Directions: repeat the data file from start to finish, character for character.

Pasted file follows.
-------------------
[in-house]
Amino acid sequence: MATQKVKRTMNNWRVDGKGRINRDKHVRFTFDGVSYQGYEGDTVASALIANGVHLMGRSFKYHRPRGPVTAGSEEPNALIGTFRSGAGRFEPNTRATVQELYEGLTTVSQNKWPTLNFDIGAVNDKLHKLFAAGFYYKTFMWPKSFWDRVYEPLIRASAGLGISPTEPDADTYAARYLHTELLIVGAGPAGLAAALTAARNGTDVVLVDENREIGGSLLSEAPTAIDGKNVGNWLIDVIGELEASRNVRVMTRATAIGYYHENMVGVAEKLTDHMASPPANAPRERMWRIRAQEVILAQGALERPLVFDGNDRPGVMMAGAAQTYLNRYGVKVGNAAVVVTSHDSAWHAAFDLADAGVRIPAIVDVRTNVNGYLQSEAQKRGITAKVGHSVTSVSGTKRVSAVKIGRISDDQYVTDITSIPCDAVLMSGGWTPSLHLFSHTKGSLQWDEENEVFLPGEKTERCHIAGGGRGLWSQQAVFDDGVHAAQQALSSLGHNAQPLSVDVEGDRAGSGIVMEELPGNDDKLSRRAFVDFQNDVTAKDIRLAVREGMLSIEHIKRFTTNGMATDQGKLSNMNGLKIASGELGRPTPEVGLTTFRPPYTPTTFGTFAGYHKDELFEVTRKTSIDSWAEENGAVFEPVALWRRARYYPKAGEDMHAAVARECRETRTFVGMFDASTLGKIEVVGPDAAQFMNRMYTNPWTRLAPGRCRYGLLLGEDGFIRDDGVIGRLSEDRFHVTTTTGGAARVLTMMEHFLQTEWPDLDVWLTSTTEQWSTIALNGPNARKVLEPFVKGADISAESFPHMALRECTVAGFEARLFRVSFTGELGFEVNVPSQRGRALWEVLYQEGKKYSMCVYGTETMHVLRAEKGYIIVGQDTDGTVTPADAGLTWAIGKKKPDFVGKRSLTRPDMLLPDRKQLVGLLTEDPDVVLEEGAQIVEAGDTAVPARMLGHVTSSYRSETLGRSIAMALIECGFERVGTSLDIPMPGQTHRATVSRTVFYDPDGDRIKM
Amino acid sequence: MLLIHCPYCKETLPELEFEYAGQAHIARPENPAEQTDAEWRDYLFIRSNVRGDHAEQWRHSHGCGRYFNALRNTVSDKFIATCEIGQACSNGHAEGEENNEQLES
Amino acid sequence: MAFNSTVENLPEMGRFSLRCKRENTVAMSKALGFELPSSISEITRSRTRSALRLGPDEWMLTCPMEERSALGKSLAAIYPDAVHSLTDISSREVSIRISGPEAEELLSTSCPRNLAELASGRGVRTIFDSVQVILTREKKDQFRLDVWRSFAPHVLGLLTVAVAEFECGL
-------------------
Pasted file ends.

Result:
[in-house]
Amino acid sequence: MATQKVKRTMNNWRVDGKGRINRDKHVRFTFDGVSYQGYEGDTVASALIANGVHLMGRSFKYHRPRGPVTAGSEEPNALIGTFRSGAGRFEPNTRATVQELYEGLTTVSQNKWPTLNFDIGAVNDKLHKLFAAGFYYKTFMWPKSFWDRVYEPLIRASAGLGISPTEPDADTYAARYLHTELLIVGAGPAGLAAALTAARNGTDVVLVDENREIGGSLLSEAPTAIDGKNVGNWLIDVIGELEASRNVRVMTRATAIGYYHENMVGVAEKLTDHMASPPANAPRERMWRIRAQEVILAQGALERPLVFDGNDRPGVMMAGAAQTYLNRYGVKVGNAAVVVTSHDSAWHAAFDLADAGVRIPAIVDVRTNVNGYLQSEAQKRGITAKVGHSVTSVSGTKRVSAVKIGRISDDQYVTDITSIPCDAVLMSGGWTPSLHLFSHTKGSLQWDEENEVFLPGEKTERCHIAGGGRGLWSQQAVFDDGVHAAQQALSSLGHNAQPLSVDVEGDRAGSGIVMEELPGNDDKLSRRAFVDFQNDVTAKDIRLAVREGMLSIEHIKRFTTNGMATDQGKLSNMNGLKIASGELGRPTPEVGLTTFRPPYTPTTFGTFAGYHKDELFEVTRKTSIDSWAEENGAVFEPVALWRRARYYPKAGEDMHAAVARECRETRTFVGMFDASTLGKIEVVGPDAAQFMNRMYTNPWTRLAPGRCRYGLLLGEDGFIRDDGVIGRLSEDRFHVTTTTGGAARVLTMMEHFLQTEWPDLDVWLTSTTEQWSTIALNGPNARKVLEPFVKGADISAESFPHMALRECTVAGFEARLFRVSFTGELGFEVNVPSQRGRALWEVLYQEGKKYSMCVYGTETMHVLRAEKGYIIVGQDTDGTVTPADAGLTWAIGKKKPDFVGKRSLTRPDMLLPDRKQLVGLLTEDPDVVLEEGAQIVEAGDTAVPARMLGHVTSSYRSETLGRSIAMALIECGFERVGTSLDIPMPGQTHRATVSRTVFYDPDGDRIKM
Amino acid sequence: MLLIHCPYCKETLPELEFEYAGQAHIARPENPAEQTDAEWRDYLFIRSNVRGDHAEQWRHSHGCGRYFNALRNTVSDKFIATCEIGQACSNGHAEGEENNEQLES
Amino acid sequence: MAFNSTVENLPEMGRFSLRCKRENTVAMSKALGFELPSSISEITRSRTRSALRLGPDEWMLTCPMEERSALGKSLAAIYPDAVHSLTDISSREVSIRISGPEAEELLSTSCPRNLAELASGRGVRTIFDSVQVILTREKKDQFRLDVWRSFAPHVLGLLTVAVAEFECGL